Fig. 8. (a) The first and second crossover time (tcr1, tcr2) each as a function of mobile buffer concentration at three different concentrations of calcium ions: [Ca2+]0 = 6.23,31.15,62.3 nM (note the overlap of data points for different values of [Ca2+]0), for k+ = 1 and k = 2.6. The upper inset in panel (a) shows the intersections of the lines yielding the crossover times, tcr1 and tcr2. The lower inset shows αins for different values of [Ca2+]0. (b) The calcium half-life obtained from Eq. (10) at the same [Ca2+]0 as that in panel (a). (c) Plots of tcr1 and tcr2 in comparison to thl obtained from the analytic solution in Eq. (10).

To get an insight into tcr1 and tcr2, we calculate the half-life of calcium concentration in a well-mixed condition where both calcium and buffer are uniformly distributed. For the reversible bimolecular reactions,

the half-life of Ca2+ (thl) is found to be as follows (see Appendix A, for detailed description of the derivation):


k = k/k+; [Ca2+]0; and [B]0 are the initial concentrations of calcium and buffer, respectively. The calcium half-life calculated from Eq. (10) demonstrates that it is insensitive to the change of initial Ca2+ concentration (Fig. 8(b)), which is consistent with the crossover times (tcr1 and tcr2) in Fig. 8(a). Furthermore, it also shows that the tcr1 is relatively close to the thl as illustrated in Fig. 8(c). Therefore, the change from normal to sub-diffusion occurs when the calcium concentration is reduced by about half of its initial concentration. It is noticeable that the tcr1, tcr2 and thl are all involved with the buffer concentrations in power-law relations. We also find that tcr1, tcr2, and thl are all insensitive to the change of dissociation rate k (Fig. A1).

Likewise, we obtain the calcium effective diffusion coefficient Deff (or D(∞)), from the simulation results as plotted in Fig. 9(a). The value of αavr in the anomalous sub-diffusive region can be then calculated from the slope of the graph of log(〈x2〉/t) versus logt. Consequently, we obtain the empirical form of αavr as a function of buffer concentration as follows:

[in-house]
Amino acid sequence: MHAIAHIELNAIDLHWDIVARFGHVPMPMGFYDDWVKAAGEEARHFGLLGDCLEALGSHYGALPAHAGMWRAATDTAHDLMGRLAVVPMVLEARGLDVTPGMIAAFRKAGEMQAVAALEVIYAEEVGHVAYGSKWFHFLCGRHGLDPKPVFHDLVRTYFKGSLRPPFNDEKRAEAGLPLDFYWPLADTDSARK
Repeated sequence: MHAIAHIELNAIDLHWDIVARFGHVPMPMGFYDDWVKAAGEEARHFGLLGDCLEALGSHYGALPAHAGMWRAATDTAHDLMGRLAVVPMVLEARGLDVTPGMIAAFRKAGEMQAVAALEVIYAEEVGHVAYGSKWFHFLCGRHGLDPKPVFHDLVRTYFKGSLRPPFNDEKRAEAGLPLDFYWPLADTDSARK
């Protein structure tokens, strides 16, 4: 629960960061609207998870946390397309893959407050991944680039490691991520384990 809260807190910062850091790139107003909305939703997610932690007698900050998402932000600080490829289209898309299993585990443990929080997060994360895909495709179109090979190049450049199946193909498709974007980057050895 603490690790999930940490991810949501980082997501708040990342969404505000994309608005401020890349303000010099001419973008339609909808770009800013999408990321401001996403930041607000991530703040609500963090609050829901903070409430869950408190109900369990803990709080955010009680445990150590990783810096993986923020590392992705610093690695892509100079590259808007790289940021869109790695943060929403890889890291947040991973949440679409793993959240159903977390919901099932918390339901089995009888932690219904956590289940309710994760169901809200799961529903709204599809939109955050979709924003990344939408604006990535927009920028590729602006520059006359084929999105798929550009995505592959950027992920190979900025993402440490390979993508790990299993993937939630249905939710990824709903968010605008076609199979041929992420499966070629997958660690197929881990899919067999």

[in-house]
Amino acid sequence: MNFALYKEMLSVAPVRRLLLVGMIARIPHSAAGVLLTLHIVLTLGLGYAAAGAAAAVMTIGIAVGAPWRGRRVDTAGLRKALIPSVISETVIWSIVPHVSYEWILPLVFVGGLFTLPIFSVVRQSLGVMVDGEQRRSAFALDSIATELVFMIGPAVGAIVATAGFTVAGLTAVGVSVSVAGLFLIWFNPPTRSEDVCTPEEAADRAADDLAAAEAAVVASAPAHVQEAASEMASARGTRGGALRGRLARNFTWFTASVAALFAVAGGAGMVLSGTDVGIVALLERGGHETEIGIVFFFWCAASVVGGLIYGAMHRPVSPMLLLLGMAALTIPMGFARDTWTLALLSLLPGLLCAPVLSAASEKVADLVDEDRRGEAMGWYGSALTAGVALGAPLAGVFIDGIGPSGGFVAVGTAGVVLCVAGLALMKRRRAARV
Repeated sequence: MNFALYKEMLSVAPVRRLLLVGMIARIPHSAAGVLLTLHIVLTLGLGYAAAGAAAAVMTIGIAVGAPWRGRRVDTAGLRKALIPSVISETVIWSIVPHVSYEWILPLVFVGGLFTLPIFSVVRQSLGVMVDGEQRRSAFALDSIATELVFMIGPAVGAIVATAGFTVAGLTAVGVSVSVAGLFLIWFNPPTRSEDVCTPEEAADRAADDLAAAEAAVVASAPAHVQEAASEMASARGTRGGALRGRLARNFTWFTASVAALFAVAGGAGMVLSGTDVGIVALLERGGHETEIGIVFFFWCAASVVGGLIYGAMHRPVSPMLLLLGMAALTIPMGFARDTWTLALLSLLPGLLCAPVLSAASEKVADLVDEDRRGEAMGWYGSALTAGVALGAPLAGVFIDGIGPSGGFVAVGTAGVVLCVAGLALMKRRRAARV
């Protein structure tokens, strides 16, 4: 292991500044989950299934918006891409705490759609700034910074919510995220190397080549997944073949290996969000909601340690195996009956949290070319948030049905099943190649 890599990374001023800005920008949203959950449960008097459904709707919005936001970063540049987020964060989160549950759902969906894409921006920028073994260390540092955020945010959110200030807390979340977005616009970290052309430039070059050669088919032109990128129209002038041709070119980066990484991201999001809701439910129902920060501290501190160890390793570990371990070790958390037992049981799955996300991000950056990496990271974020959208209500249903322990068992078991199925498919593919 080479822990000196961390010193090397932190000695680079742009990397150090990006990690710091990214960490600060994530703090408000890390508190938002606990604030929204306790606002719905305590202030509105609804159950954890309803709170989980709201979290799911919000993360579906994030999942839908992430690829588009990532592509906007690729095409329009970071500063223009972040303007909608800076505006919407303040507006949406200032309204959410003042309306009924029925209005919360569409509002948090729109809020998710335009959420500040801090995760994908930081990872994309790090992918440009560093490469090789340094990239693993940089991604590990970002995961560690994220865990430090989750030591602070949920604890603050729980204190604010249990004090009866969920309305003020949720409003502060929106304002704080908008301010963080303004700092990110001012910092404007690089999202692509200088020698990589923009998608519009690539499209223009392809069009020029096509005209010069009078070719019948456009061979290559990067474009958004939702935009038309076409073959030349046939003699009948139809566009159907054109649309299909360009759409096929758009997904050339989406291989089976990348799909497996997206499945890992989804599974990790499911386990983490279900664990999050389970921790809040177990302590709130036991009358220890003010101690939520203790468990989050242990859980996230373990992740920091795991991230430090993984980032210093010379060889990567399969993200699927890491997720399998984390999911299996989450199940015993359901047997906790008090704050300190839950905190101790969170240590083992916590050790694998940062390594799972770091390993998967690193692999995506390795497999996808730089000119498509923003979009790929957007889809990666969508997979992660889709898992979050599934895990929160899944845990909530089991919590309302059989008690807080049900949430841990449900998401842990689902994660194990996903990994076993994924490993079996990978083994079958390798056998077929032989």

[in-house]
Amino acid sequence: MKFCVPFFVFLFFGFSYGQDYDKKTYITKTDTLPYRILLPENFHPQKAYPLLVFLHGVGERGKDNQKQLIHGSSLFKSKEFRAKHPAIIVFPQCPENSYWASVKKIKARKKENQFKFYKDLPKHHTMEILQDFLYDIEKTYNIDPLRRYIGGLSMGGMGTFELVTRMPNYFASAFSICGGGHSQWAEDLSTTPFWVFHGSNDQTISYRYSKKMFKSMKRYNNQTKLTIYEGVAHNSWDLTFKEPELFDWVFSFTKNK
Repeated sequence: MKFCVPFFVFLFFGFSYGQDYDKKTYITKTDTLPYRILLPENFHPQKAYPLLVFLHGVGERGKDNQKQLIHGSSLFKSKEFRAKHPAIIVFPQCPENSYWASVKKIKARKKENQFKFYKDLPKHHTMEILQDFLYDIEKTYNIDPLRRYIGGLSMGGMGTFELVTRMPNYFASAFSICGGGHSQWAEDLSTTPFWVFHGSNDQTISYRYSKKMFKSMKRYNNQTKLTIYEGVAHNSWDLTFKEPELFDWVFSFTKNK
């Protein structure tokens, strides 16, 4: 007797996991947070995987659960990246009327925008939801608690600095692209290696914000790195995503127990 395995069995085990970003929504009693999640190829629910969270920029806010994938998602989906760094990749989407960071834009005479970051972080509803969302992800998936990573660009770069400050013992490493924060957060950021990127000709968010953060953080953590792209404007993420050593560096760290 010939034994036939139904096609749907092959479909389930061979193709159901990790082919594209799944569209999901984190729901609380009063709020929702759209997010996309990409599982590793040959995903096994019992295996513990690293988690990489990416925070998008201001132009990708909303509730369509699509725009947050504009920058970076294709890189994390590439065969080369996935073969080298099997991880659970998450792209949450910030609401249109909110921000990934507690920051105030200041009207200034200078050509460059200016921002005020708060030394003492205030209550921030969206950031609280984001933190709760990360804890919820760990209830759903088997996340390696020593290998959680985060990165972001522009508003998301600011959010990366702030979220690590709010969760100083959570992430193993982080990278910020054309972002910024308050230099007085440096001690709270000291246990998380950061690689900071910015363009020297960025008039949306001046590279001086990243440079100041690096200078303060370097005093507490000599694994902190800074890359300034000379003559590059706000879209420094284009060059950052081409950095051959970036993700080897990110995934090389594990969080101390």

The values of αavr in the period of anomalous sub-diffusion are illustrated in Fig 9(b).

Fig. 9. (a) Plot of the effective diffusion coefficient (Deff) as a function of initial mobile buffer concentration [Bm]0. (b) The value of αavr in the period of anomalous sub-diffusion calculated from Eq. (11).
4. Conclusions

In this work, the roles of biochemical reactions in diffusion dynamics are computationally investigated by using both deterministic and stochastic algorithms. Because we cannot track individual particle trajectories in the deterministic simulations, methods to estimate the MSD from deterministic calculations are also investigated. We find that the numerical integration of the PDF best estimates the MSD. Computational and theoretical analyses show that the first-order reaction diffusion dynamics are normal at all times, whereas the second-order reaction diffusion dynamics is more complex and depends on reaction parameters. However, the second-order dynamics is found to follow the anomalous sub-diffusion at least at some times. This work clearly confirms that anomalous diffusion can be a result of only chemical reactions and only second-order reactions can give rise to anomalous diffusion dynamics in a reaction diffusion system.